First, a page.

Global MLPM installations are forecasted to reach 7.8 Gigawatts (GW) by 2014, managing a Compound Annual Growth Rate (CAGR) of a whopping 204.3 percent, up from just 30 megawatts in 2009.
“The Silicon Valley mantra of smaller, faster, cheaper hasn’t really applied to the Photovoltaic (PV) market—until recently, that is, when MLPM systems started being employed in solar installations,” said Greg Sheppard, chief research officer at iSuppli. “Rather than reducing costs the way microchips do—by becoming smaller and faster—PV systems historically have achieved the ‘cheaper’ part of the equation by delivering on the three efficiencies of solar technology: efficient energy conversion, efficient manufacturing methods and efficient use of materials. However, the PV market is beginning to take a page from Moore’s Law with the arrival of MLPM systems.”
MLPM systems are beginning to gain favor because of the increased energy harvest that they enable at the individual module level, instead of at the total module string level. Depending upon the location of installation, such as “shadowing” conditions, MLPM solutions can harvest 3 percent to 20 percent more kilowatt hours of PV electricity during the course of a year. And while they cost significantly more per watt than traditional inverters, that gap is rapidly narrowing.
Micro-inverters perform the same general functions as traditional inverters except that they work on a per-module basis rather than for a string of modules. Optimizers perform the Maximum Power Point Tracking (MPPT) algorithm and are often used in conjunction with a string inverter that has been cost-reduced by removing the MPPT function.
Applying Moore’s Law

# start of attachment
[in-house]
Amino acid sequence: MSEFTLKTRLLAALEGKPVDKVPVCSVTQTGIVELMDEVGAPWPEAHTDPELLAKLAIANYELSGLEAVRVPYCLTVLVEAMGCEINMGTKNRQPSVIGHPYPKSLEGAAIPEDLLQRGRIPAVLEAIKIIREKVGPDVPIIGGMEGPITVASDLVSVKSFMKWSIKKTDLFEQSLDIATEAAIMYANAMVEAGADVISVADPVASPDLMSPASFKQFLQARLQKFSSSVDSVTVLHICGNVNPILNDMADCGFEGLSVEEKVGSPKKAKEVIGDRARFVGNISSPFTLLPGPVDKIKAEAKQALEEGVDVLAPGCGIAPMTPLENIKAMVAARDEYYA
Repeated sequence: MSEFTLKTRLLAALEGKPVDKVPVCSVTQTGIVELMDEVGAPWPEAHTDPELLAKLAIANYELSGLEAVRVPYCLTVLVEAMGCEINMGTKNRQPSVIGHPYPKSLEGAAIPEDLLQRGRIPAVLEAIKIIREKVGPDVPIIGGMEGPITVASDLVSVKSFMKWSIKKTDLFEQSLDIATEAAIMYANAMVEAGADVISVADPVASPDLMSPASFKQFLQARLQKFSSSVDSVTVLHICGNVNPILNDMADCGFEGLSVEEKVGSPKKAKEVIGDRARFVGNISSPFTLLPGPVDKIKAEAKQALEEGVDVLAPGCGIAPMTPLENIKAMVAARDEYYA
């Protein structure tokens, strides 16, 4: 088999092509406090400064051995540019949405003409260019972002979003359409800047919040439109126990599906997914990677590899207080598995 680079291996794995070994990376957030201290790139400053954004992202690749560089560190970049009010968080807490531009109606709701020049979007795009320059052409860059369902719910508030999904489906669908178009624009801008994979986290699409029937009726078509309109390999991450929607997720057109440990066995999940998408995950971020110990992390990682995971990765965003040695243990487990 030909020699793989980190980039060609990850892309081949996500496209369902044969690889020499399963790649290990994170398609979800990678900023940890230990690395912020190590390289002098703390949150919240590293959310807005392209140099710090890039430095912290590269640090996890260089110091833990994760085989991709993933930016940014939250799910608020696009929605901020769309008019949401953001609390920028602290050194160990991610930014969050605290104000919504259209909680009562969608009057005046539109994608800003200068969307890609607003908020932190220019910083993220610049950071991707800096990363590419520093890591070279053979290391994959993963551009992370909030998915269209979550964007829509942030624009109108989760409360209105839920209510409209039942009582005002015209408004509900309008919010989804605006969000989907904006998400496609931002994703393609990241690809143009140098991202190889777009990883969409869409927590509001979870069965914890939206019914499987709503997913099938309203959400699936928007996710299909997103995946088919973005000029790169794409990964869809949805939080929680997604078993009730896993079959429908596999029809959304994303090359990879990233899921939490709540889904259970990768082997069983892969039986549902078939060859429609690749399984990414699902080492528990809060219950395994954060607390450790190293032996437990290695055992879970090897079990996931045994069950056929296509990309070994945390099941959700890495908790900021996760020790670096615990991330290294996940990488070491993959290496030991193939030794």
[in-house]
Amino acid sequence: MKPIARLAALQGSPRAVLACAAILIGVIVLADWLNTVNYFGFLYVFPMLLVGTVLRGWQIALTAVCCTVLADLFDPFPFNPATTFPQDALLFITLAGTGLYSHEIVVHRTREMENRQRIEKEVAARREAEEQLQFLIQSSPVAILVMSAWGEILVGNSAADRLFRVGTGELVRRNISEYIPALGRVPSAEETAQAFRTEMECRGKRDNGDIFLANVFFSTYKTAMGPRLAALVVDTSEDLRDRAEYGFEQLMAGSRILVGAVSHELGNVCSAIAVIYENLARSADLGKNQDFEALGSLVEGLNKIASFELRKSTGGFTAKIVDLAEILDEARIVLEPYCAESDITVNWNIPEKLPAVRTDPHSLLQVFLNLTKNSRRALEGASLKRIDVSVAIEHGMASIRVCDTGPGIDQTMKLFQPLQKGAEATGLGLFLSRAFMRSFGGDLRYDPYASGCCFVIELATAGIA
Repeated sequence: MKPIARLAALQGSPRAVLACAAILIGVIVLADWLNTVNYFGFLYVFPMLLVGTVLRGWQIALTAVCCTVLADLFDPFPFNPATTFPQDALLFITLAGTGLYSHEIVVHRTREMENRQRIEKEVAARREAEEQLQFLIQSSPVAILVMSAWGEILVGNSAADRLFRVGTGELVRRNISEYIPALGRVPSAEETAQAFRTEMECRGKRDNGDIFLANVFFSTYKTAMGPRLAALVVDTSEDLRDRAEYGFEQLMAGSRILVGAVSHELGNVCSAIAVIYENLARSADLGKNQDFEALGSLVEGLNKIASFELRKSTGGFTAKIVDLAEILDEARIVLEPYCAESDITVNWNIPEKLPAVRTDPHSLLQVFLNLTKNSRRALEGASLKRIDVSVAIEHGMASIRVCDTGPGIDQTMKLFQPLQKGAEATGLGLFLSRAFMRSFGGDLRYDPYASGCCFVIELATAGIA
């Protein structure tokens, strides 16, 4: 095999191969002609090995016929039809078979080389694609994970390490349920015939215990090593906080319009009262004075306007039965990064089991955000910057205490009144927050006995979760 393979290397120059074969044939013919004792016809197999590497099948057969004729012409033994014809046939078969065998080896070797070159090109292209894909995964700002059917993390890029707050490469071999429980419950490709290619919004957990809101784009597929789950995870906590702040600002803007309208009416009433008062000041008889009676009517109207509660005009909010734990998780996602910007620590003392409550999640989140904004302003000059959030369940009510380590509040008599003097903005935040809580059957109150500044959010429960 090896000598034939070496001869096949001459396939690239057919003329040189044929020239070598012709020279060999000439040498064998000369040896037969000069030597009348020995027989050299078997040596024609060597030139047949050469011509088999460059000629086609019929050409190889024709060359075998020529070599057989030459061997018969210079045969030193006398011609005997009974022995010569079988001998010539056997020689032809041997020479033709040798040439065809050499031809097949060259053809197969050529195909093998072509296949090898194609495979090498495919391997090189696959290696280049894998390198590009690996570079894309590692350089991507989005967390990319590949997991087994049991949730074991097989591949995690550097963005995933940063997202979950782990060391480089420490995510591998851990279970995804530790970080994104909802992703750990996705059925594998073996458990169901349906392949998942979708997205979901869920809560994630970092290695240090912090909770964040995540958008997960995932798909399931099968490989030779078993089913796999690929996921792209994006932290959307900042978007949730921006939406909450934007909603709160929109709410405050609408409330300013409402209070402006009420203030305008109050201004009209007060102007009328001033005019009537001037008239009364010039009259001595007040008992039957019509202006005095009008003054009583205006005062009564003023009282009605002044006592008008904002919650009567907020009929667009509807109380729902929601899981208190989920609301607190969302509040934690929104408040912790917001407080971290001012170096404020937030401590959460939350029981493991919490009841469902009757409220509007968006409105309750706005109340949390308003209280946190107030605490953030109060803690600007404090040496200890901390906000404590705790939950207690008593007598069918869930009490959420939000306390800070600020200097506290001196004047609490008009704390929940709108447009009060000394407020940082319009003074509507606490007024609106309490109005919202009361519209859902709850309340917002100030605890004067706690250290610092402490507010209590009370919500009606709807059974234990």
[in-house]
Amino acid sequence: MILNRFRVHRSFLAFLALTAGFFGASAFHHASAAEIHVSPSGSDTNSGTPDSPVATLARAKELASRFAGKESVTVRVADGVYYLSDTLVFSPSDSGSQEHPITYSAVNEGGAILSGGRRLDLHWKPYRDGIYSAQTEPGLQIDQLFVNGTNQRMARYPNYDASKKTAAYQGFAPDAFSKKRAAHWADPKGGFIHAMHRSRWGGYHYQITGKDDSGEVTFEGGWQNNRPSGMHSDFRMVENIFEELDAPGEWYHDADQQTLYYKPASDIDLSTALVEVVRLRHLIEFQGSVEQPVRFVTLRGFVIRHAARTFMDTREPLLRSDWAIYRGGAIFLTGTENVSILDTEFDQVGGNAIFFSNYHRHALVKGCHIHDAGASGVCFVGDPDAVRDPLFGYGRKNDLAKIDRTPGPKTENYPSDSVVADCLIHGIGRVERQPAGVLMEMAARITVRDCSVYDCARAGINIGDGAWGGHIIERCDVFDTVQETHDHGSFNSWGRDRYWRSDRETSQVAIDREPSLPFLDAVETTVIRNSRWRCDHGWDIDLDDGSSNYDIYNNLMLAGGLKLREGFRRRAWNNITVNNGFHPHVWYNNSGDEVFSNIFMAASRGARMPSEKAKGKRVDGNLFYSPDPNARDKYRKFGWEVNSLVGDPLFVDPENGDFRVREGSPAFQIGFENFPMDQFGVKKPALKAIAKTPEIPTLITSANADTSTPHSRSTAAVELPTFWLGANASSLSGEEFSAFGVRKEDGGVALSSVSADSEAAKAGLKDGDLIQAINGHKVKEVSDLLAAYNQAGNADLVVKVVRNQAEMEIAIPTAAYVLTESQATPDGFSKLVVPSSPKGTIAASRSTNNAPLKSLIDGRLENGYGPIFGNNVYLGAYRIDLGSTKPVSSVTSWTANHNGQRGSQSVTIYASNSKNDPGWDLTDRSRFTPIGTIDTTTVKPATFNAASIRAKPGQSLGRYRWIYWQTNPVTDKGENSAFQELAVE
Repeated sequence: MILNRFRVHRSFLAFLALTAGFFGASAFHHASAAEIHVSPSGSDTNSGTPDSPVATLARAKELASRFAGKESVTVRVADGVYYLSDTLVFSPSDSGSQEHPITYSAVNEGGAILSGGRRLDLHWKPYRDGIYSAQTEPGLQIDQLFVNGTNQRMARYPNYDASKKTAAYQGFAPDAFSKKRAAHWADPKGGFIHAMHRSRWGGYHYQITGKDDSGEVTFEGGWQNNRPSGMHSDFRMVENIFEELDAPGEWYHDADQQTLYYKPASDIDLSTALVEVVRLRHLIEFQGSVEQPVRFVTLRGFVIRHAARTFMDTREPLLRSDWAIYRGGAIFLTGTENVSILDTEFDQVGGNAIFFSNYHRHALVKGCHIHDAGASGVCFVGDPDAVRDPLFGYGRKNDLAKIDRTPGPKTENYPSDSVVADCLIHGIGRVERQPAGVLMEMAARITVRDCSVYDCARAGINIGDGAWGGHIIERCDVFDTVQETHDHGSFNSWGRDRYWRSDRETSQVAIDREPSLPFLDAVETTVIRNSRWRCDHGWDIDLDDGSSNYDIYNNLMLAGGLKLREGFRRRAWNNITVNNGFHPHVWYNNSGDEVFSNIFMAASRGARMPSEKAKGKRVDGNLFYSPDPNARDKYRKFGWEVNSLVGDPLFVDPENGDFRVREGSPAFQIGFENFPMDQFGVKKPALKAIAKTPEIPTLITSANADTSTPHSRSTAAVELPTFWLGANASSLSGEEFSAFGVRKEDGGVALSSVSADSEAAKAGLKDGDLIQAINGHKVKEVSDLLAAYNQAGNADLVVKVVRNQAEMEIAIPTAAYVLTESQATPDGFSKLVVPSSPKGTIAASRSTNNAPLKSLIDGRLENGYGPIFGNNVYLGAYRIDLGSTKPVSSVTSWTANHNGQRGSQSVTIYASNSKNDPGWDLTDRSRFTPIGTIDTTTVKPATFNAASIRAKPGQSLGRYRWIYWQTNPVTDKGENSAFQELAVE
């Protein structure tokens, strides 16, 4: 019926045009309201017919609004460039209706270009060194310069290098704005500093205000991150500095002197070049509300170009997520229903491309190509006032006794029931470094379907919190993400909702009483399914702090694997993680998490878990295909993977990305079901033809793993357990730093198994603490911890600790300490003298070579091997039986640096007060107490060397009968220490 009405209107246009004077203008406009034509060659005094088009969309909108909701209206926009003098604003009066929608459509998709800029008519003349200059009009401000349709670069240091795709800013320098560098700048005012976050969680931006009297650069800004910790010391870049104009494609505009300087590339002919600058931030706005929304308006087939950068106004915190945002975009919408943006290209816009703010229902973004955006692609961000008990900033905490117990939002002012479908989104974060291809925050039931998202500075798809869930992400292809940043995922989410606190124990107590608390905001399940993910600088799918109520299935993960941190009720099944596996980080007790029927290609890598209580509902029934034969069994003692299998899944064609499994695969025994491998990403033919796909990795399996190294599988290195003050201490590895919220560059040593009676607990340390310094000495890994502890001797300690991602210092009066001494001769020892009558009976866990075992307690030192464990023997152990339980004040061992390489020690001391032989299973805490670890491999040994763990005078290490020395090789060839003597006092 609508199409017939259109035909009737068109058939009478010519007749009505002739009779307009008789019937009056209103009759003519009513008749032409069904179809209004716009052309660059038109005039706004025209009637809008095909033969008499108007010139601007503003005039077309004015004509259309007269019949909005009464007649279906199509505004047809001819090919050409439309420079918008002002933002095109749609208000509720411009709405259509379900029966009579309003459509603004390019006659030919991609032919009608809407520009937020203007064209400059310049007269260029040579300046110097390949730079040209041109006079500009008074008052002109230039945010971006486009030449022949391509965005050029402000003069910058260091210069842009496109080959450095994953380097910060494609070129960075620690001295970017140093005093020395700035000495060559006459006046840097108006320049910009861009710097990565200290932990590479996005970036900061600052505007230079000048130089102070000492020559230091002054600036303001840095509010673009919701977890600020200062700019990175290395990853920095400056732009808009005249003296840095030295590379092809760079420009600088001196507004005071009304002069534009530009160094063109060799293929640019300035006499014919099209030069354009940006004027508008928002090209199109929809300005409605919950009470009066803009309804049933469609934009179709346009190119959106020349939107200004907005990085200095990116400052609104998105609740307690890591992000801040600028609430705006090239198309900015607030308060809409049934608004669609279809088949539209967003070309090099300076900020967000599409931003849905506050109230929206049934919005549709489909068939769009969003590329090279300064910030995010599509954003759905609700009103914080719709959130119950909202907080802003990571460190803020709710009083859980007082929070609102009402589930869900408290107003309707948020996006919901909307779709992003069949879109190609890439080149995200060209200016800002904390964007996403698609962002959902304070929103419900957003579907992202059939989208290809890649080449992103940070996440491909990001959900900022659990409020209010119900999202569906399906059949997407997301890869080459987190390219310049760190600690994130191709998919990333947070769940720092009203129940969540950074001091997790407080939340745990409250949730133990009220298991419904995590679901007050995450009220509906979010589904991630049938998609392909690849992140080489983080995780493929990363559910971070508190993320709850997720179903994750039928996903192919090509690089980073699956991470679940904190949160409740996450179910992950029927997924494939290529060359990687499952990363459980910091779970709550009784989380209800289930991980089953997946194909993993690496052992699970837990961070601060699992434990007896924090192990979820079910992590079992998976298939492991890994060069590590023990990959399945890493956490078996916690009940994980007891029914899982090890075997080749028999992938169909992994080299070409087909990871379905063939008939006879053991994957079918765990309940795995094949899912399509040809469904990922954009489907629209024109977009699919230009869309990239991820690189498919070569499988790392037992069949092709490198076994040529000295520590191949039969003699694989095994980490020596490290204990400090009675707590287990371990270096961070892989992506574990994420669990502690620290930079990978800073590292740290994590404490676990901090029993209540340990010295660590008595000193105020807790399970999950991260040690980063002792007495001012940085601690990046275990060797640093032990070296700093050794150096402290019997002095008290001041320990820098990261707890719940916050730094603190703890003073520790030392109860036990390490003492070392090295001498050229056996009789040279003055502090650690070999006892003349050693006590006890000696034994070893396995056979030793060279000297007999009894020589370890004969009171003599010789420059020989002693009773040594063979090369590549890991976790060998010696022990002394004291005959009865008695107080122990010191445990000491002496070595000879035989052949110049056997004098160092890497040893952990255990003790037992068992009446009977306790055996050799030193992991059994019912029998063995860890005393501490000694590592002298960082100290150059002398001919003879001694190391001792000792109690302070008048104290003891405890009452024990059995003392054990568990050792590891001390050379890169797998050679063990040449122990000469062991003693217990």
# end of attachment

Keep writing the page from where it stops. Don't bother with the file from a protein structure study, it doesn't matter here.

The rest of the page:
How does Moore’s law play a factor in these systems?
The Bill of Materials (BOM) for MLPM systems are more chip intensive than that of regular inverters. Micro-inverters also are adopting some of the latest advanced semiconductor technologies, such as Gallium Nitride (GaN) power components.
Being chip intensive is actually helping these systems by allowing them to drive out costs, as they benefit from functional integration and the lower power draw from the constantly evolving chip-process technologies.
The use of chips is also allowing MLPM system providers to offer much longer lifetime warranties than traditional inverters, to 15 years and beyond—which more closely aligns with the payback lifetime of PV installations.
The U.S. residential installation market, in particular, has fallen in love with micro-inverters as they make it easier to design a PV system for a specific roof. Optimizers have found an interesting interim market in which they are being used to boost the harvest of already installed modules that have dropped below installation warranty levels. Optimizers also are being used to create so called smart panels—a possible margin-enhancing path for module suppliers.
iSuppli believes that traditional string and central inverters will continue to be preferred in many regions and applications, especially utility-scale projects, but that MLPM solutions are set to seriously penetrate the rest of the installation market.